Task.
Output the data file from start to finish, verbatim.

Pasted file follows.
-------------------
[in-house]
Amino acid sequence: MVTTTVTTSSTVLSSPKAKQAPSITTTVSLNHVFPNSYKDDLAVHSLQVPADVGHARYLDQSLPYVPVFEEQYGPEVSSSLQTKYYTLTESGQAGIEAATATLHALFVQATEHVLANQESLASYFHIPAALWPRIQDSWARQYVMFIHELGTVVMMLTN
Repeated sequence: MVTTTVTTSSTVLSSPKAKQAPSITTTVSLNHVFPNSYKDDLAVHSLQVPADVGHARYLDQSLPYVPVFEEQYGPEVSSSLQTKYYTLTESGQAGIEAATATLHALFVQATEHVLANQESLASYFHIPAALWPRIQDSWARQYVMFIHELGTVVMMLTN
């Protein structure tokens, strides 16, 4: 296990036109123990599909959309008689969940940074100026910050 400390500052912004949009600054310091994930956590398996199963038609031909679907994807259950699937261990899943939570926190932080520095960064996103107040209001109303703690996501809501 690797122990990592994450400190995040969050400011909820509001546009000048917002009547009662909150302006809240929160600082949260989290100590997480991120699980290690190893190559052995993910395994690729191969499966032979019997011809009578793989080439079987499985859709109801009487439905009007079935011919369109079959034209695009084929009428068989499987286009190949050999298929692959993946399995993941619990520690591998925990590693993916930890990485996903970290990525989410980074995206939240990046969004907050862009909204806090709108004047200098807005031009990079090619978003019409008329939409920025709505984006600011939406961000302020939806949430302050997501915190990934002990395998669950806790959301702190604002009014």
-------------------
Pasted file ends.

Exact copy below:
[in-house]
Amino acid sequence: MVTTTVTTSSTVLSSPKAKQAPSITTTVSLNHVFPNSYKDDLAVHSLQVPADVGHARYLDQSLPYVPVFEEQYGPEVSSSLQTKYYTLTESGQAGIEAATATLHALFVQATEHVLANQESLASYFHIPAALWPRIQDSWARQYVMFIHELGTVVMMLTN
Repeated sequence: MVTTTVTTSSTVLSSPKAKQAPSITTTVSLNHVFPNSYKDDLAVHSLQVPADVGHARYLDQSLPYVPVFEEQYGPEVSSSLQTKYYTLTESGQAGIEAATATLHALFVQATEHVLANQESLASYFHIPAALWPRIQDSWARQYVMFIHELGTVVMMLTN
């Protein structure tokens, strides 16, 4: 296990036109123990599909959309008689969940940074100026910050 400390500052912004949009600054310091994930956590398996199963038609031909679907994807259950699937261990899943939570926190932080520095960064996103107040209001109303703690996501809501 690797122990990592994450400190995040969050400011909820509001546009000048917002009547009662909150302006809240929160600082949260989290100590997480991120699980290690190893190559052995993910395994690729191969499966032979019997011809009578793989080439079987499985859709109801009487439905009007079935011919369109079959034209695009084929009428068989499987286009190949050999298929692959993946399995993941619990520690591998925990590693993916930890990485996903970290990525989410980074995206939240990046969004907050862009909204806090709108004047200098807005031009990079090619978003019409008329939409920025709505984006600011939406961000302020939806949430302050997501915190990934002990395998669950806790959301702190604002009014």